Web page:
Family Farm Action Alliance submitted public comments on the proposed Federal Trade Commission (FTC) rule that sets out standards for product labels using “Made in the U.S.A.” (MUSA) or equivalent claims. The Commission’s proposal would codify their current MUSA Labeling Rule, and enforce a civil penalty to those that make intentionally fraudulent MUSA label claims. This rulemaking is imperative to deter deceptive claims currently made in meat and meat product labeling in an already complex food labeling landscape.
“With the loss of Country of Origin Labeling for beef and pork meat and meat products by the Congress in 2015 and USDA Secretary Perdue’s continued allowance of imported meat products to be re-wrapped and marked as “Product of U.S.A.,” it is time somebody in Washington D.C. stood up for independent farmers and ranchers. We see this FTC proposed rule as an opportunity to do just that, as 15 USC § 45a grants FTC specific authority to establish rules governing ‘Made in the U.S.A.’ label claims. We are simply asking the FTC to utilize fully its congressional grant of authority,” stated Joe Maxwell, President and CEO of Family Farm Action Alliance.
Family Farm Action Alliance supports FTC’s ingredient origin standard’s language of “all or virtually all” contained in the proposed rule for non-meat products. However, we strongly request FTC takes the next step, and require the entirety of any meat or meat product under a MUSA label be 100% U.S. “born, raised, and harvested,” not just “sourced.” As written now, the proposed rule could allow a beef or pork animal born and raised outside of the U.S., and then imported and harvested in the US, in compliance with the “sourced” standard and the MUSA label. Without the language change, it would be no better than USDA’s known meat country of origin loophole, and must be addressed in the upcoming rulemaking.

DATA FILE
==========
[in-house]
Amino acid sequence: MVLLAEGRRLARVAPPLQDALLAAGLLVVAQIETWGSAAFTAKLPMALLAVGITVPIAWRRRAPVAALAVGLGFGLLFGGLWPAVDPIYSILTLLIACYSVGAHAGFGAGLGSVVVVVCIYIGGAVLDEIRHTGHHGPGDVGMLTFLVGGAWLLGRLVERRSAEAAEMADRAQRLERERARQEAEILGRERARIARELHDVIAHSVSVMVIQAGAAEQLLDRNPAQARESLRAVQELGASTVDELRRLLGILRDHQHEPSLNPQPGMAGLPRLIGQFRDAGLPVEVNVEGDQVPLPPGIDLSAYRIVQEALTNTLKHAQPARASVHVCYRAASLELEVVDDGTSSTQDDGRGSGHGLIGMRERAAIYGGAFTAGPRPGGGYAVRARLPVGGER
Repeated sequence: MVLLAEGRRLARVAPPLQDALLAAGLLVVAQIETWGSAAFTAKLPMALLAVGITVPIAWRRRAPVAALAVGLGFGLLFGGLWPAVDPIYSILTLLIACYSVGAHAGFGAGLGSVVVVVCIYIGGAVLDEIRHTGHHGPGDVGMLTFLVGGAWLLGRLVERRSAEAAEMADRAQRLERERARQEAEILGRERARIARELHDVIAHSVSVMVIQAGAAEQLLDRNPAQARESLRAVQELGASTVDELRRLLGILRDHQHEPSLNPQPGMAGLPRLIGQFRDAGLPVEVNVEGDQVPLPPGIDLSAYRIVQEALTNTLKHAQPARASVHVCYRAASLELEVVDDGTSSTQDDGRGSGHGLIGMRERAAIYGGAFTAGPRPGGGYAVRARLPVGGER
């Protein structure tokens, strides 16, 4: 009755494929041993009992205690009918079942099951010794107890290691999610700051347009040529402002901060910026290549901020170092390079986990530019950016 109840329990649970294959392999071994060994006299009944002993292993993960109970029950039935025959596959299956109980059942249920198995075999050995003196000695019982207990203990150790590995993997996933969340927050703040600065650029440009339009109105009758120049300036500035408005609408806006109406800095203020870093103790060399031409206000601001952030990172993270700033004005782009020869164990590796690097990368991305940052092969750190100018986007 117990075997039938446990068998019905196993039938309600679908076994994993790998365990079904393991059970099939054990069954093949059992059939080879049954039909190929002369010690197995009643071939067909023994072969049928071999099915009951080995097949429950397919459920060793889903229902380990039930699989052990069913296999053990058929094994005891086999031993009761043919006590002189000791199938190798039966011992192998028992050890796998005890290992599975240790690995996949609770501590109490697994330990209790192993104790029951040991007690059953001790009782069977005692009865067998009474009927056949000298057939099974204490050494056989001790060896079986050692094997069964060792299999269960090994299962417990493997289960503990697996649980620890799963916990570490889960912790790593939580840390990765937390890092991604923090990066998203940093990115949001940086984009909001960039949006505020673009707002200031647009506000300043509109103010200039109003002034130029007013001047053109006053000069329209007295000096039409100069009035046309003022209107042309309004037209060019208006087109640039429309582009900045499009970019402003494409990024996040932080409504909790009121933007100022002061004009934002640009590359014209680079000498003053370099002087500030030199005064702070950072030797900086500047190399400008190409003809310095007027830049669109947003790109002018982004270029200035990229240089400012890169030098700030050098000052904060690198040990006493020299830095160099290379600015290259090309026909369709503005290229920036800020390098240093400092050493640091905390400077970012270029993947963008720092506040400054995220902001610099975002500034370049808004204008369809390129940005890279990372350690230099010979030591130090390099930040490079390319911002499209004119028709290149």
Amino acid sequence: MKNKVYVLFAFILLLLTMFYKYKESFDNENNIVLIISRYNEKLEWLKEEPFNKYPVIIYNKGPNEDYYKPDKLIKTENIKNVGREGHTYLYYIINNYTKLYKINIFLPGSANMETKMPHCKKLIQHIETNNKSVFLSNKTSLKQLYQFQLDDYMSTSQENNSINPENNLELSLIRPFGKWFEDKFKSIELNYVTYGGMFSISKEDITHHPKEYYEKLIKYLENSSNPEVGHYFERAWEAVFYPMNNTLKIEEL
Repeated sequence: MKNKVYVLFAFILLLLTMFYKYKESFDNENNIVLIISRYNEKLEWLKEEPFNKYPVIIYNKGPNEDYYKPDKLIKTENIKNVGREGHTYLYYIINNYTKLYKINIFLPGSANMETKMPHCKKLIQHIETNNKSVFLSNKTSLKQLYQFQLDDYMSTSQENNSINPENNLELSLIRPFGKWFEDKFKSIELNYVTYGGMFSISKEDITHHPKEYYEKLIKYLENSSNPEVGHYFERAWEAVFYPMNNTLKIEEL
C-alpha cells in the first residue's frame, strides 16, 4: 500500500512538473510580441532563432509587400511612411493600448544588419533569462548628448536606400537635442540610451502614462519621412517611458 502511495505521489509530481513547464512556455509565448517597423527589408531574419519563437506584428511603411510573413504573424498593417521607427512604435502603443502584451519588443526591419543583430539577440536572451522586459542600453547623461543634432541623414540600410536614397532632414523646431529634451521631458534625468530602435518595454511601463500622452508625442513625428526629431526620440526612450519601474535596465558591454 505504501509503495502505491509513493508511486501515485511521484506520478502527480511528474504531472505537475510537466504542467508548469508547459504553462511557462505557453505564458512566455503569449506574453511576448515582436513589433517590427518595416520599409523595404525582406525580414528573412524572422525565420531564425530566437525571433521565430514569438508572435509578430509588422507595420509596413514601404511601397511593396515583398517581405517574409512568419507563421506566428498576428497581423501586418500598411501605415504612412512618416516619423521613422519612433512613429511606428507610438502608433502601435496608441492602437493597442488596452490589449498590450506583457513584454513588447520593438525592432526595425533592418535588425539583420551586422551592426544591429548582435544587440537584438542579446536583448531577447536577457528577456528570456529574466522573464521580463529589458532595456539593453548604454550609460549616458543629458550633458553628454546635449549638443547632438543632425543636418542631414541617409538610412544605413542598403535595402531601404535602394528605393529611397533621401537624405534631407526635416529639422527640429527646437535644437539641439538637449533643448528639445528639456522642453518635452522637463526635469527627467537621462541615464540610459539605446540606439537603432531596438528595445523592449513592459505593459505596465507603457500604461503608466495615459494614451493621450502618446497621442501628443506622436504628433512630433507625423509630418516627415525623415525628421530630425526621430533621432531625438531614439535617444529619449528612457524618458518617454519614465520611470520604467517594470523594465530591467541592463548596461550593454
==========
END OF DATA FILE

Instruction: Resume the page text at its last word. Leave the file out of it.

Family Farm Action Alliance commends the FTC’s efforts to clarify MUSA label claims. We look forward to working toward a rule that supports independent farmers and ranchers – something that is long overdue from USDA’s FSIS.